There are numerous benefits to undergoing breast reconstruction after mastectomy with the breast flap procedure. Fat transfer breast augmentation results in breasts that both appear and feel natural, making this procedure an ideal option for patients that seek large-size breasts that are soft to the touch. 

With flaps, newly reconstructed breasts also tend to age in harmony with the rest of the body. In addition, flap surgery does not require that patients undergo additional procedures to adjust their reconstructed breasts, as with saline or silicone implants. 

Learn more about deciding on saline or silicone implants.

Flap surgery vs. breast implants

Typically performed as a standalone procedure, breast flap surgery may also be used with other types of breast plastic surgery, such as breast implants, to help patients meet their goals for breast reconstruction. While flap surgery produces breasts that feel natural and age in harmony with the body, the procedure requires a greater amount of time to perform than breast implant surgery. In addition, patients that do not have an adequate amount of body tissue and fat may not be eligible for flap surgery. 

Breast implant surgery is a relatively simple procedure that requires less time to perform than flap surgery. However, breast implants have a lifespan of approximately 10 years, after which additional surgery may be required to replace, modify, or repair the implants. 

Additionally, when assessing long-term outcomes in post-mastectomy breast reconstruction, patients reported higher personal satisfaction with flap procedures over implants. Our plastic surgeons can help you decide the best option for breast reconstruction with regard to your medical needs and aesthetic preferences.

Breast flap procedure

During breast flap mastectomy reconstruction surgery, patients will be put under general anesthesia and can expect the procedure to last several hours. The exact duration of the procedure is dependent upon the chosen type of breast flap surgery. For more information about the individualized flap procedures, or to schedule a consultation for breast reconstruction, contact our plastic surgery center today.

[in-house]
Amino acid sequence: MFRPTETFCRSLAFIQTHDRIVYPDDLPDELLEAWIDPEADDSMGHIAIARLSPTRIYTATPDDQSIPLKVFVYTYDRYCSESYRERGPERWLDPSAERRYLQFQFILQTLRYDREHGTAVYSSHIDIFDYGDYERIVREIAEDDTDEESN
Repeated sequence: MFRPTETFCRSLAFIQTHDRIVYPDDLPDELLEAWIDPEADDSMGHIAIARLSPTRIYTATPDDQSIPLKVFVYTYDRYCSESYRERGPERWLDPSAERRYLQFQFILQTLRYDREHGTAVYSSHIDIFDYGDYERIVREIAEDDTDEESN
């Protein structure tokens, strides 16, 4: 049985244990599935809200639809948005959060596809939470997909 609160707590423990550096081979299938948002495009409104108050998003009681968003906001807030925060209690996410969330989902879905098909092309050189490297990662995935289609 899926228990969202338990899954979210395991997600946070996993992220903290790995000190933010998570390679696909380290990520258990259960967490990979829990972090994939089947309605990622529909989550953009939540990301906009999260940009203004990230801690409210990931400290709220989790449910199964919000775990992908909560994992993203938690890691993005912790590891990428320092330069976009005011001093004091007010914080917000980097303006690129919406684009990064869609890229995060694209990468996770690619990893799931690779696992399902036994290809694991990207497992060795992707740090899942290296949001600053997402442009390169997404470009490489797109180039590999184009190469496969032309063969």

Risks of flap surgery

Following tissue flap breast reconstruction, patients report redness and swelling surrounding the surgical sites, which may last several weeks. Patients may also experience minor pain for which they may be prescribed pain medication. In order to decrease the likelihood of complications, the ideal candidate for tissue flap reconstruction should not suffer from diabetes, high blood pressure, obesity or use tobacco products.

Flap procedure recovery

Typically, it takes women about 6-8 weeks to recover, during which patients may have difficulty sitting down, standing up, or lying down. Patients must also avoid any type of strenuous physical or sexual activity for a month or more following breast reconstruction surgery.

During mastectomy recovery, patients may be required to wear a post-surgical bra to keep in place the surgical bandages and collect excess fluid from any drains inserted near the surgical site. Our plastic surgeons will provide instruction to patients regarding exercises to ensure that any movement of the body does not pose a risk of harm to the incision sites.

For an optimal outcome and recovery, it is crucial that patients follow the provided instructions. Failure to adhere to the provided instructions for post-surgical care may exacerbate swelling, pain, and less-than-ideal results to the procedure.